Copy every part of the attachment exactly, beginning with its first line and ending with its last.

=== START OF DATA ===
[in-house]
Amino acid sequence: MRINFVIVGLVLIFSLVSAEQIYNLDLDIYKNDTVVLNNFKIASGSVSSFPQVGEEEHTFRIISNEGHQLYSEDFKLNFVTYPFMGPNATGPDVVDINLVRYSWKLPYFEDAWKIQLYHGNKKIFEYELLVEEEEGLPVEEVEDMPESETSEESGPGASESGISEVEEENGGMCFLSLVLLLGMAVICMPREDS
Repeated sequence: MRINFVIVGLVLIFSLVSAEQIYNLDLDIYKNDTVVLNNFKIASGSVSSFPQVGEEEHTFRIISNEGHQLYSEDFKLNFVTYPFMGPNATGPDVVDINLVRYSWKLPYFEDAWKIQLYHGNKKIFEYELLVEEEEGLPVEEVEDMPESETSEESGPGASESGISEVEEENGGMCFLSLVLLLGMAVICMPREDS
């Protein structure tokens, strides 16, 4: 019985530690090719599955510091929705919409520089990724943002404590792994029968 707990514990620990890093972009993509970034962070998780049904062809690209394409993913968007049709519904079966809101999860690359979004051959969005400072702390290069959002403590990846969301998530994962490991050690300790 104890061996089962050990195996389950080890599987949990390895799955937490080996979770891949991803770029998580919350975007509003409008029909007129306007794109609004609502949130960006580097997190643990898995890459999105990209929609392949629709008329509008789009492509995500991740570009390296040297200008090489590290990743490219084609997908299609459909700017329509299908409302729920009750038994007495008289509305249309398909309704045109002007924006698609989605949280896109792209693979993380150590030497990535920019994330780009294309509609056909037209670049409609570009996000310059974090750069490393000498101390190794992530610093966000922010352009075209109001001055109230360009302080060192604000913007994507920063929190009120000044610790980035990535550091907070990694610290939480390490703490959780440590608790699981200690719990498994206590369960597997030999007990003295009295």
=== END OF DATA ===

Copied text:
[in-house]
Amino acid sequence: MRINFVIVGLVLIFSLVSAEQIYNLDLDIYKNDTVVLNNFKIASGSVSSFPQVGEEEHTFRIISNEGHQLYSEDFKLNFVTYPFMGPNATGPDVVDINLVRYSWKLPYFEDAWKIQLYHGNKKIFEYELLVEEEEGLPVEEVEDMPESETSEESGPGASESGISEVEEENGGMCFLSLVLLLGMAVICMPREDS
Repeated sequence: MRINFVIVGLVLIFSLVSAEQIYNLDLDIYKNDTVVLNNFKIASGSVSSFPQVGEEEHTFRIISNEGHQLYSEDFKLNFVTYPFMGPNATGPDVVDINLVRYSWKLPYFEDAWKIQLYHGNKKIFEYELLVEEEEGLPVEEVEDMPESETSEESGPGASESGISEVEEENGGMCFLSLVLLLGMAVICMPREDS
């Protein structure tokens, strides 16, 4: 019985530690090719599955510091929705919409520089990724943002404590792994029968 707990514990620990890093972009993509970034962070998780049904062809690209394409993913968007049709519904079966809101999860690359979004051959969005400072702390290069959002403590990846969301998530994962490991050690300790 104890061996089962050990195996389950080890599987949990390895799955937490080996979770891949991803770029998580919350975007509003409008029909007129306007794109609004609502949130960006580097997190643990898995890459999105990209929609392949629709008329509008789009492509995500991740570009390296040297200008090489590290990743490219084609997908299609459909700017329509299908409302729920009750038994007495008289509305249309398909309704045109002007924006698609989605949280896109792209693979993380150590030497990535920019994330780009294309509609056909037209670049409609570009996000310059974090750069490393000498101390190794992530610093966000922010352009075209109001001055109230360009302080060192604000913007994507920063929190009120000044610790980035990535550091907070990694610290939480390490703490959780440590608790699981200690719990498994206590369960597997030999007990003295009295």